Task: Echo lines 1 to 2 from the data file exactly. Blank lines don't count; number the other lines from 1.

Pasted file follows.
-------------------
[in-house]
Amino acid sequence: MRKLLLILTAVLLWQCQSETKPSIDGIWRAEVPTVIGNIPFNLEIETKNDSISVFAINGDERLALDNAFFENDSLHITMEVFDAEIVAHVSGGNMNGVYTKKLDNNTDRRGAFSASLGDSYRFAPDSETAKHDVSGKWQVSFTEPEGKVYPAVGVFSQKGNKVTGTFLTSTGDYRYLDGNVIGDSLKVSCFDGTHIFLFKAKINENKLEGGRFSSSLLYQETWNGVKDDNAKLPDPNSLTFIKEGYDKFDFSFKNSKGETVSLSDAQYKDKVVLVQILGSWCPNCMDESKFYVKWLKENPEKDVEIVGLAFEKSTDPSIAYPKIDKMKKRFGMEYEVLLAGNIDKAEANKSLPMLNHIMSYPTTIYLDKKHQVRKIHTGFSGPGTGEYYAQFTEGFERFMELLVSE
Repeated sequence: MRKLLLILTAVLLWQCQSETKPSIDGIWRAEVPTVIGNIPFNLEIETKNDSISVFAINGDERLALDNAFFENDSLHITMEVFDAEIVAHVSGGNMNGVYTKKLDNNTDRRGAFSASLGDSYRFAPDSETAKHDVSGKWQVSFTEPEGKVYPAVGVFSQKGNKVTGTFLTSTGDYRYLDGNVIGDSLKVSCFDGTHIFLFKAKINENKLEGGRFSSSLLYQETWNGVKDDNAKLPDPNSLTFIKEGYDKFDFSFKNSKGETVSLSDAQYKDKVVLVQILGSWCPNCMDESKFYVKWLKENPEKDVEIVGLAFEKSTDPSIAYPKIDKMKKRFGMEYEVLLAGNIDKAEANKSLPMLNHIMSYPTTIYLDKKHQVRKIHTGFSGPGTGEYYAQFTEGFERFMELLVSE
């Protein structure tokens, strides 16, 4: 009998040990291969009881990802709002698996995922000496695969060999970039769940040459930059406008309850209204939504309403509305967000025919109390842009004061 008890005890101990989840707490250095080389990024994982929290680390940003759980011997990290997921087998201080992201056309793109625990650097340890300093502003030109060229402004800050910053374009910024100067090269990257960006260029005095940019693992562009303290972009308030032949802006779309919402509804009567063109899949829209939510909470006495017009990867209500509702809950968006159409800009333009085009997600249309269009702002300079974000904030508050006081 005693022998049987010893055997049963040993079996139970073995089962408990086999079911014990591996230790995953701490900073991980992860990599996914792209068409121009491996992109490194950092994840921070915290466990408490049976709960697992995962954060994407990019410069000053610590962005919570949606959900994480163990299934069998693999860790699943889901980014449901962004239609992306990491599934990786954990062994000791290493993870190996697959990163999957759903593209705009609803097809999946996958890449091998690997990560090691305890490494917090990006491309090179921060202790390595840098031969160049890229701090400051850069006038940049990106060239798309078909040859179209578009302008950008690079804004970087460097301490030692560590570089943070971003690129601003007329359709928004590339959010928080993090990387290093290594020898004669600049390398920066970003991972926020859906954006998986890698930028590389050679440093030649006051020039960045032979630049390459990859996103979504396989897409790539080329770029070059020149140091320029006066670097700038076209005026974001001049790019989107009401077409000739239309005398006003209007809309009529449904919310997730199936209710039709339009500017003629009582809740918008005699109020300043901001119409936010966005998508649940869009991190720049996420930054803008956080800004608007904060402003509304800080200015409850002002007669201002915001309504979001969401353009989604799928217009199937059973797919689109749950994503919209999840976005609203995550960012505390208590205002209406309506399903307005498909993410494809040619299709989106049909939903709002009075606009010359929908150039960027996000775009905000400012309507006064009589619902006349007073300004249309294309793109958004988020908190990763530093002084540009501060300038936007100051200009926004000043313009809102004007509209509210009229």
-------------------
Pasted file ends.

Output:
[in-house]
Amino acid sequence: MRKLLLILTAVLLWQCQSETKPSIDGIWRAEVPTVIGNIPFNLEIETKNDSISVFAINGDERLALDNAFFENDSLHITMEVFDAEIVAHVSGGNMNGVYTKKLDNNTDRRGAFSASLGDSYRFAPDSETAKHDVSGKWQVSFTEPEGKVYPAVGVFSQKGNKVTGTFLTSTGDYRYLDGNVIGDSLKVSCFDGTHIFLFKAKINENKLEGGRFSSSLLYQETWNGVKDDNAKLPDPNSLTFIKEGYDKFDFSFKNSKGETVSLSDAQYKDKVVLVQILGSWCPNCMDESKFYVKWLKENPEKDVEIVGLAFEKSTDPSIAYPKIDKMKKRFGMEYEVLLAGNIDKAEANKSLPMLNHIMSYPTTIYLDKKHQVRKIHTGFSGPGTGEYYAQFTEGFERFMELLVSE